Factors influencing the decision to engage in alcohol-impaired driving among Arab-Israeli youths

Wafa Elias, Shiran Bord, Orna Baron-Epel, Anat Gesser-Edelsburg, Yoram Shiftan

Research output: Contribution to journalArticlepeer-review


Alcohol-Impaired Driving (AID) is rarely studied among Arab communities. As contacts between Arab and Western cultures grow, alcohol consumption and safety-related issues are emerging as a major public health concern. This paper examines factors influencing the decision to engage in AID in a sample of young Arab-Israeli bar patrons (n = 300, age 17–34), including both Muslims (n = 77) and Christians (n = 176); alcohol is prohibited for the former, but is normative for the latter. Studies of AID often use agent-oriented models, most notably the theory of planned behavior (TPB). The current study complements this tradition using the structure-oriented Social-Cultural (SC) model. Over 70% of participants reported engaging in AID after consuming 3–4 portions of alcohol. The TPB model proved to have significant explanatory power while most cultural factors, including religion, failed to gain statistical significance. The latter finding is counter-intuitive given the different status of alcohol in the cultures investigated. The TPB variable Personal Behavioral Control (PBC) and a specific sub-component of the subjective norms variable emerged as providing the greatest contribution to the model. The results support the robustness of TPB and demonstrate that beyond identifying idiosyncratic patterns structure-based models can be useful in refuting pre-conceived conceptions. Thus, both approaches should be utilized to inform policymaking. Governmental authorities, particularly in Israel, must consider the neglected issue of AID among Arab communities, including both Christians and Muslims.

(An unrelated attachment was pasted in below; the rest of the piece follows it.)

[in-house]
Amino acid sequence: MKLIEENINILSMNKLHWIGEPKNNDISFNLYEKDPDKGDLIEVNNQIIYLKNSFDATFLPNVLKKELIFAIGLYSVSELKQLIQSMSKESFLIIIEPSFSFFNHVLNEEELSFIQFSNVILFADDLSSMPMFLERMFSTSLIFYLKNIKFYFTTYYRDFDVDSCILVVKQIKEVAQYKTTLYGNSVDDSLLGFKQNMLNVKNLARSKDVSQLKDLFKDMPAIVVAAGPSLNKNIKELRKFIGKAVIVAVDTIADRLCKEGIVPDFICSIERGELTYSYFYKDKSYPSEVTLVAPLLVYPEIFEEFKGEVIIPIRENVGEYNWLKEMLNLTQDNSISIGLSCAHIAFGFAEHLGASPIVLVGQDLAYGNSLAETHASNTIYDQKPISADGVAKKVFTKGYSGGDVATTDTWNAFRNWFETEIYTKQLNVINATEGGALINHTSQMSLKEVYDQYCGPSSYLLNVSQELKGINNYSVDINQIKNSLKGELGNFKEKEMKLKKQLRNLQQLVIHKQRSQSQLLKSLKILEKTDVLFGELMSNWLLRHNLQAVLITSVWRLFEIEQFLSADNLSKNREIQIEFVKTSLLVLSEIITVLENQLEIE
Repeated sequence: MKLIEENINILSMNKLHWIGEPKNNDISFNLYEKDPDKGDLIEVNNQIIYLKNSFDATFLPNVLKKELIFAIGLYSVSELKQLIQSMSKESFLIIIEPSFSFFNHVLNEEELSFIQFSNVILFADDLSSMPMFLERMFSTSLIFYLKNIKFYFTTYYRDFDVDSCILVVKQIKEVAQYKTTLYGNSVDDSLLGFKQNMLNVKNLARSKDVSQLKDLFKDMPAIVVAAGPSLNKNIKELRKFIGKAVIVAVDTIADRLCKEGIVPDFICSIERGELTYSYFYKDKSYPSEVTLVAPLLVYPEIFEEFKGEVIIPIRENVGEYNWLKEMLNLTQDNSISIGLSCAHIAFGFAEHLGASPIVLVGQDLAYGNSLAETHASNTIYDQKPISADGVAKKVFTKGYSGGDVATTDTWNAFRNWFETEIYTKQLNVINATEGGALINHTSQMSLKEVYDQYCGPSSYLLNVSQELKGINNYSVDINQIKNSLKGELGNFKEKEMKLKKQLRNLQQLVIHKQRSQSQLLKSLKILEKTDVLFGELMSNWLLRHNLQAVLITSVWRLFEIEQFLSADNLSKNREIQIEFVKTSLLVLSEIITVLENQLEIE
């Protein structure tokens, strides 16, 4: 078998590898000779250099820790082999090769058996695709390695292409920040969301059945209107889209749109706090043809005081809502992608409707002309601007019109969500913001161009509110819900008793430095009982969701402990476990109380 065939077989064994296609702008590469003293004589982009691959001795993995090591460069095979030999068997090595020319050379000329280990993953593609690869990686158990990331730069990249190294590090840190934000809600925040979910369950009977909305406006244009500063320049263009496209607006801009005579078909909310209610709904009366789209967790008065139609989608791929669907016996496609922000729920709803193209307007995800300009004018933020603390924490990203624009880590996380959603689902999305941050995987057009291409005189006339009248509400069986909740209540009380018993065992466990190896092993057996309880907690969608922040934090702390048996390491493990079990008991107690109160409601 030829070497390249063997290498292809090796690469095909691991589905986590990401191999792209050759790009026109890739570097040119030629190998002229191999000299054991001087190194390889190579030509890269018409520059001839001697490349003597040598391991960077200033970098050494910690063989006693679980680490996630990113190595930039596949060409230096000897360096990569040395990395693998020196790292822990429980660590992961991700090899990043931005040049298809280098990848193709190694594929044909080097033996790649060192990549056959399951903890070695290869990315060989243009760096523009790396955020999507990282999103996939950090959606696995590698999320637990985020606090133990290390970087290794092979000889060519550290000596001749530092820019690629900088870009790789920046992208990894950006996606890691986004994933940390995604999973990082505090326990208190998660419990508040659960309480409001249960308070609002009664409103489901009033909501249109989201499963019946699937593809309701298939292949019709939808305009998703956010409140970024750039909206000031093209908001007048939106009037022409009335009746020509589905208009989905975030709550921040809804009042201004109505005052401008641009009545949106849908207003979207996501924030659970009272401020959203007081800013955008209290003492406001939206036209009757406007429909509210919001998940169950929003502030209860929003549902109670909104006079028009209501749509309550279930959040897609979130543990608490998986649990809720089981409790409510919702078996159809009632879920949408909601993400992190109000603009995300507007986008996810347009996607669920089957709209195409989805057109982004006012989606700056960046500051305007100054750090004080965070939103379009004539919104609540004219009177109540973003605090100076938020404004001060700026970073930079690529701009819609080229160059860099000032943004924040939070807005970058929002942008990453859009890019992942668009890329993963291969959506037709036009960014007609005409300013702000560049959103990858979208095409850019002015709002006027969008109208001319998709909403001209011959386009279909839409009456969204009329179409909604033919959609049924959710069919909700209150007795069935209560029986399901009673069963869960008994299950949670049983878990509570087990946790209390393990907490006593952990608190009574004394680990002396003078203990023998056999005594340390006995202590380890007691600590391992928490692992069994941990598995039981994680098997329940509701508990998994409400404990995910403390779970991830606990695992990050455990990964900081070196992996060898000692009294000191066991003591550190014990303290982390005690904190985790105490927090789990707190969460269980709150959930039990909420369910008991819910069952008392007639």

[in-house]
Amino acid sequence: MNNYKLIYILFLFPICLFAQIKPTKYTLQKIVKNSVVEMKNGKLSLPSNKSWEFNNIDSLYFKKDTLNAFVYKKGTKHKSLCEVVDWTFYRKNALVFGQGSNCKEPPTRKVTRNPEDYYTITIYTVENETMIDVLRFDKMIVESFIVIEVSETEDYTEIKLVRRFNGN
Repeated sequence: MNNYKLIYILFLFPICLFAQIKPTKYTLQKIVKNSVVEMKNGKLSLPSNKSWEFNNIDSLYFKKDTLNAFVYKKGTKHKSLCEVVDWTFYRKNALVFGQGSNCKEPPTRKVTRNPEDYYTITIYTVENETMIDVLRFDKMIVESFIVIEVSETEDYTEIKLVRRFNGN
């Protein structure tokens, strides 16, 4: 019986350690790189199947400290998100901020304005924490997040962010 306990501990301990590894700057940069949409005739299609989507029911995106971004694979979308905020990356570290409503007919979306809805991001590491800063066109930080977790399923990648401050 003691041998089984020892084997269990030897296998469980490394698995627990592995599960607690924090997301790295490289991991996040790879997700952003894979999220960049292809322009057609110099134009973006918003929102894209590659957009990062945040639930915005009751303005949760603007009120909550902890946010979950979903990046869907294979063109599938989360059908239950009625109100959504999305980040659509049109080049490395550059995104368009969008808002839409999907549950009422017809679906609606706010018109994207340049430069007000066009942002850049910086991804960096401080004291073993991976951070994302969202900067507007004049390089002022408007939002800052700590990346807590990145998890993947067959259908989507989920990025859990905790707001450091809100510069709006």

Original languageEnglish
Pages (from-to)180-191
Number of pages12
JournalTransportation Research Part F: Traffic Psychology and Behaviour
StatePublished - 1 Jan 2017

Bibliographical note

Publisher Copyright:
© 2016 Elsevier Ltd


  • Alcohol impaired driving
  • Gender
  • Personal behavioral control
  • Religion
  • Youths

ASJC Scopus subject areas

  • Civil and Structural Engineering
  • Automotive Engineering
  • Transportation
  • Applied Psychology


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